Investment Association attacks ‘tokenistic approach’ of FTSE 350 companies to gender diversity

Mar 15, 2019
Association writes to 69 companies with no women, or just one woman, on the board

The Investment Association, the UK trade body for investment managers, and the Hampton-Alexander Review, the government-backed body to increase the number of women on FTSE boards, have written to 69 of the FTSE 350 companies, outlining concerns about the lack of gender diversity on their boards.

The letter, which has been sent to companies that have no women or just one woman on the board, asks companies to outline what action they are taking to make progress and ensure they are meeting the Hampton-Alexander target of 33 percent of women on both the board and leadership team by 2020.

The letter follows the announcement in February that Ivis, the Investment Association’s voter information service, will give a ‘red-top’ – its highest warning level – to so-called ‘one and done’ companies that have just a single woman on the board.

Chris Cummings, chief executive of the Investment Association, says in a statement: ‘Investors have been consistently clear that they want to see greater diversity in the boardroom so it is totally unacceptable that one in five of the UK’s biggest companies are falling so far short.

‘Companies must do more than take the tokenistic step of appointing just one woman to their board and consider that job done. There is also compelling evidence that boards with greater gender balance outperform their less diverse peers. These companies must up their game and explain clearly how they are planning to meet the Hampton-Alexander targets, or risk investor dissent at their AGM.’

Sir Philip Hampton, chair of the Hampton-Alexander Review, adds: ‘Most companies have made great progress in gender diversity in their boardrooms and senior executive leadership. But there’s a surprising number of boards with just one woman, which looks more like tokenism than diversity. It also does not reflect the population of very talented women capable of making great contributions in boardrooms.’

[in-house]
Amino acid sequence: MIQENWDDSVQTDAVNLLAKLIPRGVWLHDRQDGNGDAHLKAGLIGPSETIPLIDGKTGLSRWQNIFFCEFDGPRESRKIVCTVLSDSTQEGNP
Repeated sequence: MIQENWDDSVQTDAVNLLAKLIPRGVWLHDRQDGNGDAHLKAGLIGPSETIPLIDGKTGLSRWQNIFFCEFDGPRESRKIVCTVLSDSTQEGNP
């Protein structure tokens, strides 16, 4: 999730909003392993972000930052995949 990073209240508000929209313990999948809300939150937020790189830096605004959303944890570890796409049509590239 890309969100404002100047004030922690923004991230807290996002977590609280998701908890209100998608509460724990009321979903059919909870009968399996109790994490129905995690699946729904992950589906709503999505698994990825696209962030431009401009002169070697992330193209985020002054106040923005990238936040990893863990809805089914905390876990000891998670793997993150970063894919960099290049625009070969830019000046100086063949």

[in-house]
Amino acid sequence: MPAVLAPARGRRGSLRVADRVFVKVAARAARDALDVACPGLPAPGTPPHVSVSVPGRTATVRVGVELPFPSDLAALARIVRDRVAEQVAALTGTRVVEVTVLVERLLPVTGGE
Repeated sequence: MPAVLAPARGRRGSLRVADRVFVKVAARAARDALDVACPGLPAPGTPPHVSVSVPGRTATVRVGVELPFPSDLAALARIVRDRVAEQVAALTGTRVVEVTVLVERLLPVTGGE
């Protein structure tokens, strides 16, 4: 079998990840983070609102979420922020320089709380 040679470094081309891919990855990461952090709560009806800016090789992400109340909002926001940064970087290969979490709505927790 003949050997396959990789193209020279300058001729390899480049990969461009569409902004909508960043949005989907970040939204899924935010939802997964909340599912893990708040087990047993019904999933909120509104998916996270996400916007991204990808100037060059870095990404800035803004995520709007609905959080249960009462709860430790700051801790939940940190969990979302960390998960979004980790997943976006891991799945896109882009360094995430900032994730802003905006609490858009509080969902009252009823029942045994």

Labour MP Rachel Reeves, chair of the UK Parliament business, energy and industrial strategy select committee, comments: ‘It’s clear that some old-fashioned attitudes to the role of women in the workplace still linger in some of the boardrooms of our biggest companies.’ 

The full list of companies is as follows:

No-women boards (three)
Daejan Holdings
Millennium & Copthorne Hotels
TR Property Investment Trust

One-woman boards (66)
St James Place
3I Infrastructure
888 Holdings
Acacia Mining
Alliance Trust
Amigo Holdings
Avast
Baillie Gifford Japan Trust
BCA Marketplace
Cairn Energy
Caledonia Investments
Capital Counties Properties
Centamin
Charter Court
City of London Investment Trust
Clarkson
ContourGlobal
Diploma
Dominos Pizza Group
Edinburgh Dragon Trust
Edinburgh Investment Trust
Energean Oil & Gas
F&C Commercial Property Trust
Ferrexpo
Fidelity China Special Situations
GCP Infrastructure Investments
Grafton Group
Greencoat UK Wind
Greene King
Harbourvest Global Private Equity
Herald Investment Trust
HG Capital Trust
HICL Infrastructure Company
Hill Smith Holdings
Hilton Food Group
Hochschild Mining
IP Group
JD Sports Fashion
JPMorgan American Investment Trust
JPMorgan Emerging Markets Investment Trust
JPMorgan Japanese Investment Trust
Jupiter European Opportunities Trust
Just Group
Monks Investment Trust
Pantheon International
Personal Assets Trust
Plus500
Primary Health Properties
Rank Group
Restaurant Group
Riverstone Energy
Schroder Asia Pacific Fund
Softcat
Stobart Group
Syncona
Telecom Plus
Templeton Emerging Markets Investment Trust
Tritax Big Box REIT
Vietnam Enterprise Investments
Witan Investment Trust
Worldwide Healthcare Trust
Apax Global Alpha
Civitas Social Housing  
NB Global Floating Rate Income Fund
Sequoia Economic Infrastructure Income Fund
VinaCapital Vietnam Opportunity Fund 

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